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C H A P T E R © Annie Leibovitz/Contact Press Images Tissue: The Living Fabric: Part B 4 MDufilho 6/23/20121.

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Presentation on theme: "C H A P T E R © Annie Leibovitz/Contact Press Images Tissue: The Living Fabric: Part B 4 MDufilho 6/23/20121."— Presentation transcript:

1 C H A P T E R © Annie Leibovitz/Contact Press Images Tissue: The Living Fabric: Part B 4 MDufilho 6/23/20121

2 MDufilho Inflammatory Response Triggered whenever body tissues injured Prevents spread of damaging agents Disposes of cell debris and pathogens Alerts adaptive immune system Sets the stage for repair 6/23/20122

3 MDufilho Inflammatory Response Cardinal signs of acute inflammation: 1.Redness 2.Heat 3.Swelling 4.Pain (Sometimes 5. Impairment of function) 6/23/20123

4 MDufilho Inflammatory Response Begins with chemicals released into ECF by injured tissues, immune cells, blood proteins Macrophages and epithelial cells of boundary tissues bear Toll-like receptors (TLRs) 11 types of TLRs recognize specific classes of infecting microbes Activated TLRs trigger release of cytokines that promote inflammation 6/23/20124

5 MDufilho Inflammatory Response Inflammatory mediators –Histamine (from mast cells) –Kinins, prostaglandins (PGs), and complement Dilate local arterioles (hyperemia) –Causes redness and heat of inflamed region Make capillaries leaky Many attract leukocytes to area Some have inflammatory roles 6/23/20125

6 MDufilho Inflammatory Response: Edema  Capillary permeability  exudate to tissues –Fluid containing clotting factors and antibodies –Causes local swelling (edema) –Swelling pushes on nerve endings  pain Pain also from bacterial toxins, prostaglandins, and kinins –Moves foreign material into lymphatic vessels –Delivers clotting proteins and complement 6/23/20126

7 MDufilho Inflammatory Response Clotting factors form fibrin mesh –Scaffold for repair –Isolates injured area so invaders cannot spread 6/23/20127

8 8 Clinical Applications Benadryl (an antihistamine) – blocks receptor site (H1) for histamine receptors Aspirin/Ibuprofen – inhibits formation/action of prostaglandins – reduces pain and fever Cortisone cream – inhibits release/action of inflammatory chemicals Naproxen – prevents formation of prostaglandins 6/23/2012 MDufilho

9 Figure Tissue repair of a nonextensive skin wound: regeneration and fibrosis. Slide 1 Scab Blood clot in incised wound Epidermis Vein Inflammatory chemicals Migrating white blood cell Artery Inflammation sets the stage: Severed blood vessels bleed. Inflammatory chemicals are released. Local blood vessels become more permeable, allowing white blood cells, fluid, clotting proteins, and other plasma proteins to seep into the injured area. Clotting occurs; surface dries and forms a scab. 1 6/23/20129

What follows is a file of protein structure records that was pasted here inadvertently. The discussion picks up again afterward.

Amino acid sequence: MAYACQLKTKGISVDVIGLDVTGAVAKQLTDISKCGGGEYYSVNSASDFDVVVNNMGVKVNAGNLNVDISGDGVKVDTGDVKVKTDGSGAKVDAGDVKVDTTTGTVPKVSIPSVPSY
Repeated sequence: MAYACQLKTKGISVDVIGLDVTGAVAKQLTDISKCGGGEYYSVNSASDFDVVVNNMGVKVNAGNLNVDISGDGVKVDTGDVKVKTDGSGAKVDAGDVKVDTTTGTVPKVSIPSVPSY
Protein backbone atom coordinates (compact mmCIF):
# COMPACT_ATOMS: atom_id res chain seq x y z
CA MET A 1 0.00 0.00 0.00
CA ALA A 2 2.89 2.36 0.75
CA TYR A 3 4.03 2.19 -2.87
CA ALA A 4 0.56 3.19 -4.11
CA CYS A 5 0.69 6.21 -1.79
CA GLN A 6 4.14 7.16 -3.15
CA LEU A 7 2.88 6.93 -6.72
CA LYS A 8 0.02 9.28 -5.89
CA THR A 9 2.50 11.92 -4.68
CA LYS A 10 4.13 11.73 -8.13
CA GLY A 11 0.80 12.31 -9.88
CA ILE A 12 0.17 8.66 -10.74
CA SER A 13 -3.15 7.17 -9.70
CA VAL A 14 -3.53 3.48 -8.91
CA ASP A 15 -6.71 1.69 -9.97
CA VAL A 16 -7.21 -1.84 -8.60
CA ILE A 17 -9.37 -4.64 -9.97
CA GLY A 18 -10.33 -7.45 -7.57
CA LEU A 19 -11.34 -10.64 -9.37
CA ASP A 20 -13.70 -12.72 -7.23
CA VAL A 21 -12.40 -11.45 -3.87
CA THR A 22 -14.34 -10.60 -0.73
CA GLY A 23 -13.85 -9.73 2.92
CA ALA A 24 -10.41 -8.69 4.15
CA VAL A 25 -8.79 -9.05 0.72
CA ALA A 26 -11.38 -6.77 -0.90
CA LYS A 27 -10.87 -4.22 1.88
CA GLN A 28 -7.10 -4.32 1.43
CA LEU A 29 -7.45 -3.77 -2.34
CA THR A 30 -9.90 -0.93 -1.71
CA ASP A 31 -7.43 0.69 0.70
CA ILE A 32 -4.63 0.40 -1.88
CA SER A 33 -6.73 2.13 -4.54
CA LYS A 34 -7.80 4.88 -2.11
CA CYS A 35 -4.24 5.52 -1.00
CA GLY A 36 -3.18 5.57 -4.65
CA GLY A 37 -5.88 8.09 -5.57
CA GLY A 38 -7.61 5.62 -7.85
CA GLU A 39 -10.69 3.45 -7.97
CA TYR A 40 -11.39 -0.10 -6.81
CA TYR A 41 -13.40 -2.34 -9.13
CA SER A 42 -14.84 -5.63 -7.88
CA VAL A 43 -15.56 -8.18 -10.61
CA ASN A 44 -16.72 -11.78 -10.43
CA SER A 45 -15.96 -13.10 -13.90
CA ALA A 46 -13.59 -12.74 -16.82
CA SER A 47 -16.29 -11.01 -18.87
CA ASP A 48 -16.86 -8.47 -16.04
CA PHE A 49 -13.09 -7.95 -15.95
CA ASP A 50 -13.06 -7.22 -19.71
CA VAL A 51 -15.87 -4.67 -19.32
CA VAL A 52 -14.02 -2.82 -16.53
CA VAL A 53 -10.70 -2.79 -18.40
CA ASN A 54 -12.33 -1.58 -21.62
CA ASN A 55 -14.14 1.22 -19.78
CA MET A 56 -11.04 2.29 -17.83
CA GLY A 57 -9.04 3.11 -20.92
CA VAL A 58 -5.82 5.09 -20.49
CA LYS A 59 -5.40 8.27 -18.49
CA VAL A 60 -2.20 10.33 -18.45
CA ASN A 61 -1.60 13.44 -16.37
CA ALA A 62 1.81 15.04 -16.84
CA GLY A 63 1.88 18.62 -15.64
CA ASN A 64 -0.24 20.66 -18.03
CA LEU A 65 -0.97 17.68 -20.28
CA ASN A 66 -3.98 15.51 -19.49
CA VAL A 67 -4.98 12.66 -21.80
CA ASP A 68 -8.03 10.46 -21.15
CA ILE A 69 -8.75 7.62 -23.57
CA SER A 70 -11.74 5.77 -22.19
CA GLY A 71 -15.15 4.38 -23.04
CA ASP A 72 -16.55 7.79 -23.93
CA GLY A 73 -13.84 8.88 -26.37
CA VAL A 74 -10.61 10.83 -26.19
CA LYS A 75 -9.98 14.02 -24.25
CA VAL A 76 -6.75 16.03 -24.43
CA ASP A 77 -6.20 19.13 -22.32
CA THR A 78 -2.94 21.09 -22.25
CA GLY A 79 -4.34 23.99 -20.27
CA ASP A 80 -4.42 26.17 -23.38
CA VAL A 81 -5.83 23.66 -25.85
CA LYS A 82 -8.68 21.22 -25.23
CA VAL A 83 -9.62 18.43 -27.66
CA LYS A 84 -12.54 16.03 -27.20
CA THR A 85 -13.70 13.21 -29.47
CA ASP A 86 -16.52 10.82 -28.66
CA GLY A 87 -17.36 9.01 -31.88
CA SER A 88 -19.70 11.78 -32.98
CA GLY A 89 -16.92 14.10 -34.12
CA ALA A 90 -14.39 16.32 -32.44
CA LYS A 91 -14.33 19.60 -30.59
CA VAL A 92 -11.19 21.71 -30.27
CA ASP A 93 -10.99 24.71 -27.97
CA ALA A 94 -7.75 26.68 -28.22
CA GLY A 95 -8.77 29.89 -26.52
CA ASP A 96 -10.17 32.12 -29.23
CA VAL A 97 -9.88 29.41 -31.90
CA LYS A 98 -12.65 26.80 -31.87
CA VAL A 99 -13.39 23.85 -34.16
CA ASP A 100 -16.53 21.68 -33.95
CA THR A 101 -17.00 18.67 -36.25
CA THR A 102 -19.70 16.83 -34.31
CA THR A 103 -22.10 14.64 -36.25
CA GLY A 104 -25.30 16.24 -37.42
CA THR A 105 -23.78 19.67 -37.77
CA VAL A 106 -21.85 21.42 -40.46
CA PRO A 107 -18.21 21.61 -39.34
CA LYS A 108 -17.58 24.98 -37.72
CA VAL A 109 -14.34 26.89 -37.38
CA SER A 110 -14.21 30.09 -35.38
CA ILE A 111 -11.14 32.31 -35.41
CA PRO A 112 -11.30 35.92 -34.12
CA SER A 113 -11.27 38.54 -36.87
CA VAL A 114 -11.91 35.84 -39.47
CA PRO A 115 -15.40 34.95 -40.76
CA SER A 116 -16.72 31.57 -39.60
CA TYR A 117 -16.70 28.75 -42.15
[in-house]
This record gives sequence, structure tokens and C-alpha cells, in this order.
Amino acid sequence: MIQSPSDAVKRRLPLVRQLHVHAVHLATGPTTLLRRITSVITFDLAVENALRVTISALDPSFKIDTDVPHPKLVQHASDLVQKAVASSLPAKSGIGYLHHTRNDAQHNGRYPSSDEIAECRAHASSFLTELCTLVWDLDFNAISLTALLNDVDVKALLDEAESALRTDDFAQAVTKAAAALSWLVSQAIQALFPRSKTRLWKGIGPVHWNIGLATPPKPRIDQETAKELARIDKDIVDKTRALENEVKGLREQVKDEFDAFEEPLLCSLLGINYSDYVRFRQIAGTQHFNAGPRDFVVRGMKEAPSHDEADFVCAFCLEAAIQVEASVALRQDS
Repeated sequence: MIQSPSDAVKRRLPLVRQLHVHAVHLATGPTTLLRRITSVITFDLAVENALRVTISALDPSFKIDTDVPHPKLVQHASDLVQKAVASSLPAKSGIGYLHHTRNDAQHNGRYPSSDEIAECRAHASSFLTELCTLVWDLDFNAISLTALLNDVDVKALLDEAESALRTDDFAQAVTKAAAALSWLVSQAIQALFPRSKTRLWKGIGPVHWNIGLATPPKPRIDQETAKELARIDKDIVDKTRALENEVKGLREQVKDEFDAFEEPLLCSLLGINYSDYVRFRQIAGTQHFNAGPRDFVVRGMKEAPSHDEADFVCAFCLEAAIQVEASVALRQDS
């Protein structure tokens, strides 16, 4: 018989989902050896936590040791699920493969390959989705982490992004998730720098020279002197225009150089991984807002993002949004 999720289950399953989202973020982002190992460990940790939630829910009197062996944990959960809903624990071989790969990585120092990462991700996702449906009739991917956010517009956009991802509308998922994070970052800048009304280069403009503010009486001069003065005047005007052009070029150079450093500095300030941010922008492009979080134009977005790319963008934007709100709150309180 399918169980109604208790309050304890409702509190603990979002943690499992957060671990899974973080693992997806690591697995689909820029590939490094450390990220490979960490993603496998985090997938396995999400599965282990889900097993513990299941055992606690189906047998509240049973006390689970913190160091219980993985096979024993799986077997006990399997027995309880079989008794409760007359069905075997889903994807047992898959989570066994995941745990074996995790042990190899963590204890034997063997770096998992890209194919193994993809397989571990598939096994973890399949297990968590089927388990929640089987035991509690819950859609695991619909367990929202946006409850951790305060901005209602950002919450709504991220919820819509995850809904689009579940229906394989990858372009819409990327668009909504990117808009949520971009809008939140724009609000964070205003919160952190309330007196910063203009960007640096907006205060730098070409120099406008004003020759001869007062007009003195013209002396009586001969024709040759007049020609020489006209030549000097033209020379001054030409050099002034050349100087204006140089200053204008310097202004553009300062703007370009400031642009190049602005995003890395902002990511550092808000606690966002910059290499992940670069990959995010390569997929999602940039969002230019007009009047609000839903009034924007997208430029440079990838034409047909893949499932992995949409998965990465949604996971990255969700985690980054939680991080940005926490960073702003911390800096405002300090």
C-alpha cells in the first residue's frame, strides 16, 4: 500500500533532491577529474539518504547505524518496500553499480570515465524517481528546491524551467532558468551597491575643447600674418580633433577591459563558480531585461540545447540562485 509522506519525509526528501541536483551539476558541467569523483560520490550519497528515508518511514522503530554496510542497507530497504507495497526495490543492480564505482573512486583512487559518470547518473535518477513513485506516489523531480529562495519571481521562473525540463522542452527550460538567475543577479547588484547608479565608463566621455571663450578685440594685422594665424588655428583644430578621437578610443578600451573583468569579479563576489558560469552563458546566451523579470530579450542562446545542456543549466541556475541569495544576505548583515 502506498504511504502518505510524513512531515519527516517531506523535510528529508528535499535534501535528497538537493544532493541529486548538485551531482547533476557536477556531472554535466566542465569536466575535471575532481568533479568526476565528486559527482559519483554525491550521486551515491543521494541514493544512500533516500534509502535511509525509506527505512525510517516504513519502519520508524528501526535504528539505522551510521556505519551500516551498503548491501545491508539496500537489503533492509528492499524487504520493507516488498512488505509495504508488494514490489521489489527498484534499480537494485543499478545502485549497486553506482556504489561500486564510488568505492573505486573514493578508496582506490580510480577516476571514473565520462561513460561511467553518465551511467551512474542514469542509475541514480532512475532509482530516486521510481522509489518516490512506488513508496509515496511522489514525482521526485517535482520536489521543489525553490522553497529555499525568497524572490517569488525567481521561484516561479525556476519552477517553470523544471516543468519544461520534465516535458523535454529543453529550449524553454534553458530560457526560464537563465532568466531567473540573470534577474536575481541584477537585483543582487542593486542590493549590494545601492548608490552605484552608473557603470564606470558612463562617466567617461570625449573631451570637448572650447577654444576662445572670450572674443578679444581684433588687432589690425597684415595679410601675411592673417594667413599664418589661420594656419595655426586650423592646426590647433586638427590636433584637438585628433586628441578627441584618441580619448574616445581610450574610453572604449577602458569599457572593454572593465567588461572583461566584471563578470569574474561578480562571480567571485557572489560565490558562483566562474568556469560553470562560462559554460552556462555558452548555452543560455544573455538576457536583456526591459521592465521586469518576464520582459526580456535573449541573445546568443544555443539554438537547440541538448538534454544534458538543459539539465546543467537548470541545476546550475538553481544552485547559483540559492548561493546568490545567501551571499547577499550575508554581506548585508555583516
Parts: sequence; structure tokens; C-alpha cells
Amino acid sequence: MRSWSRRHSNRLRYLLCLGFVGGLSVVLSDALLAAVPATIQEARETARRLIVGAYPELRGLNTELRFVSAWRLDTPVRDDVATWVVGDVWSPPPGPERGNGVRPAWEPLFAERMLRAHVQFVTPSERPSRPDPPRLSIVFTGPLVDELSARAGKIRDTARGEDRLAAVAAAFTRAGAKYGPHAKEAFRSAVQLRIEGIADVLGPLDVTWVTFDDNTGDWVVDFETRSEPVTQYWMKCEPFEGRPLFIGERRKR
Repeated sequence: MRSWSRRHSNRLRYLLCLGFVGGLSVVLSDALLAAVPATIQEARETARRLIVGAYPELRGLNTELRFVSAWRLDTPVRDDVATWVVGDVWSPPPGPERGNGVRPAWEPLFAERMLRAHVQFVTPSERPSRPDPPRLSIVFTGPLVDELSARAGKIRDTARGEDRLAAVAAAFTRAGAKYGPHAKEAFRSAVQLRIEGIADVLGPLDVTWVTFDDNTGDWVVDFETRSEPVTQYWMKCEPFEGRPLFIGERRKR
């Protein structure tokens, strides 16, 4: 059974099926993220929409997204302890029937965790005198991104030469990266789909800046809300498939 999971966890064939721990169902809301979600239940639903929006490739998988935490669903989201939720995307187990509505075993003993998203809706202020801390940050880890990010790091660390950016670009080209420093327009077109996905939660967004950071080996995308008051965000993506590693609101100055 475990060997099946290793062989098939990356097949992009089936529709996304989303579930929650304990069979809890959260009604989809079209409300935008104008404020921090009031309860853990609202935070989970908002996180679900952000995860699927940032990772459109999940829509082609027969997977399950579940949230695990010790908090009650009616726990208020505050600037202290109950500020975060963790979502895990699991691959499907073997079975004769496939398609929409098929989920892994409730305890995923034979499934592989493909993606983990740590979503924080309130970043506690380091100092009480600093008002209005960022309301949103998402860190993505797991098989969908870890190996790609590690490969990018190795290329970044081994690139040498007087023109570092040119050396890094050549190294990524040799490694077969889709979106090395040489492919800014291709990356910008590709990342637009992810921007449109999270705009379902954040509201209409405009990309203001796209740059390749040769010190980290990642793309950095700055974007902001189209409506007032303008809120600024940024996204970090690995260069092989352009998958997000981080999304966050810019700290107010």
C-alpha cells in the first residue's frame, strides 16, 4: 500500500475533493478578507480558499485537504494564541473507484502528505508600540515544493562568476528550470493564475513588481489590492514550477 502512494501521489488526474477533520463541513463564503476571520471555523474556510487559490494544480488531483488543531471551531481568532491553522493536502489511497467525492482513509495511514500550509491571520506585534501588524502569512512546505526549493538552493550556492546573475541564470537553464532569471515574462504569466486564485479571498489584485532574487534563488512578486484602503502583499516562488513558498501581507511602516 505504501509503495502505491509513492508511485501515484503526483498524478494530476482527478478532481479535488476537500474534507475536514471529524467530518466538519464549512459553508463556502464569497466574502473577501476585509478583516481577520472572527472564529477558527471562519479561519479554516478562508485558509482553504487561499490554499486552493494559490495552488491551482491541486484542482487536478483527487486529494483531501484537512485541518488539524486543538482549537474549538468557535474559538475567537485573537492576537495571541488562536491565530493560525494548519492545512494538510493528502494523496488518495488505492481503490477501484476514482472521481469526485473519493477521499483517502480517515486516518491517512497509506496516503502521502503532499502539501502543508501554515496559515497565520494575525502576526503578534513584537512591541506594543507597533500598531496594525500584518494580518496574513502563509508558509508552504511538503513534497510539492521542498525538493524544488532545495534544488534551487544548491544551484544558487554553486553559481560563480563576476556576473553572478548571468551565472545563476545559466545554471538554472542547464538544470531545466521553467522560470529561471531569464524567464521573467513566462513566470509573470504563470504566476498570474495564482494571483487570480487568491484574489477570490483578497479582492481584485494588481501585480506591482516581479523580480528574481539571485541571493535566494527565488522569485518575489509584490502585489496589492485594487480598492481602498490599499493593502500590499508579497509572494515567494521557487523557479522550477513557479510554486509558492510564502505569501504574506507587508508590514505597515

10 MDufilho Tissue Repair Necessary when barriers are penetrated Cells must divide and migrate Occurs in two major ways –Regeneration Same kind of tissue replaces destroyed tissue Original function restored –Fibrosis Connective tissue replaces destroyed tissue Original function lost 6/23/201210

11 MDufilho Slide 2 Figure Tissue repair of a nonextensive skin wound: regeneration and fibrosis. Regenerating epithelium Area of granulation tissue ingrowth Macrophage Budding capillary Fibroblast Organization restores the blood supply: The clot is replaced by granulation tissue, which restores the vascular supply. Fibroblasts produce collagen fibers that bridge the gap. Macrophages phagocytize dead and dying cells and other debris. Surface epithelial cells multiply and migrate over the granulation tissue. 2 6/23/201211

12 MDufilho Steps in Tissue Repair: Step 3 Regeneration and fibrosis –The scab detaches –Fibrous tissue matures; epithelium thickens and begins to resemble adjacent tissue –Results in a fully regenerated epithelium with underlying scar tissue 6/23/201212

13 MDufilho Slide 3 Figure Tissue repair of a nonextensive skin wound: regeneration and fibrosis. Regenerated epithelium Fibrosed area Regeneration and fibrosis effect permanent repair: The fibrosed area matures and contracts; the epithelium thickens. A fully regenerated epithelium with an underlying area of scar tissue results. 3 6/23/201213

14 MDufilho Regenerative Capacity in Different Tissues Regenerate extremely well –Epithelial tissues, bone, areolar connective tissue, dense irregular connective tissue, blood-forming tissue Moderate regenerating capacity –Smooth muscle and dense regular connective tissue Virtually no functional regenerative capacity –Cardiac muscle and nervous tissue of brain and spinal cord –New research shows cell division does occur Efforts underway to coax them to regenerate better 6/23/201214

15 MDufilho Aging Tissues Normally function well through youth and middle age if adequate diet, circulation, and infrequent wounds and infections Epithelia thin with increasing age so more easily breached Tissue repair less efficient Bone, muscle and nervous tissues begin to atrophy DNA mutations possible  increased cancer risk 6/23/201215


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